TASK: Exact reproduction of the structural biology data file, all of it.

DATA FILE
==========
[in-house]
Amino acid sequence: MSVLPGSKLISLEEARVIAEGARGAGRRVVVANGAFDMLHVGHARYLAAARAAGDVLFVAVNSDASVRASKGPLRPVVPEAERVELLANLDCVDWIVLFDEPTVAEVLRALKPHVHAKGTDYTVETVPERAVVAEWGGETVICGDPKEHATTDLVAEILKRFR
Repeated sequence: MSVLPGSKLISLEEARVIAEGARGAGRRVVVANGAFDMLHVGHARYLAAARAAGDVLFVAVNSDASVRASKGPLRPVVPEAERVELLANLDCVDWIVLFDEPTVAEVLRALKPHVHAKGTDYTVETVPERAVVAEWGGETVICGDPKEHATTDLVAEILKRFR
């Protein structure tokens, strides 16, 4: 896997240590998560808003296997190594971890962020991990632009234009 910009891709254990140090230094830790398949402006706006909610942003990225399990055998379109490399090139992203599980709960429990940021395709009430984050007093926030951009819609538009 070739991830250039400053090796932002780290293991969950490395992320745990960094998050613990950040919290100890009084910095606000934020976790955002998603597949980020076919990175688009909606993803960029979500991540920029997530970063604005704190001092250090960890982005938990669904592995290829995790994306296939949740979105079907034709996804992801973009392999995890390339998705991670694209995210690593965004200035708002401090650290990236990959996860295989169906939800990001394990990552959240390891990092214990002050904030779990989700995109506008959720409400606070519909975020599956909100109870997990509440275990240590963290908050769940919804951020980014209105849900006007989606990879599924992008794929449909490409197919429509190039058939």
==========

[in-house]
Amino acid sequence: MSVLPGSKLISLEEARVIAEGARGAGRRVVVANGAFDMLHVGHARYLAAARAAGDVLFVAVNSDASVRASKGPLRPVVPEAERVELLANLDCVDWIVLFDEPTVAEVLRALKPHVHAKGTDYTVETVPERAVVAEWGGETVICGDPKEHATTDLVAEILKRFR
Repeated sequence: MSVLPGSKLISLEEARVIAEGARGAGRRVVVANGAFDMLHVGHARYLAAARAAGDVLFVAVNSDASVRASKGPLRPVVPEAERVELLANLDCVDWIVLFDEPTVAEVLRALKPHVHAKGTDYTVETVPERAVVAEWGGETVICGDPKEHATTDLVAEILKRFR
């Protein structure tokens, strides 16, 4: 896997240590998560808003296997190594971890962020991990632009234009 910009891709254990140090230094830790398949402006706006909610942003990225399990055998379109490399090139992203599980709960429990940021395709009430984050007093926030951009819609538009 070739991830250039400053090796932002780290293991969950490395992320745990960094998050613990950040919290100890009084910095606000934020976790955002998603597949980020076919990175688009909606993803960029979500991540920029997530970063604005704190001092250090960890982005938990669904592995290829995790994306296939949740979105079907034709996804992801973009392999995890390339998705991670694209995210690593965004200035708002401090650290990236990959996860295989169906939800990001394990990552959240390891990092214990002050904030779990989700995109506008959720409400606070519909975020599956909100109870997990509440275990240590963290908050769940919804951020980014209105849900006007989606990879599924992008794929449909490409197919429509190039058939």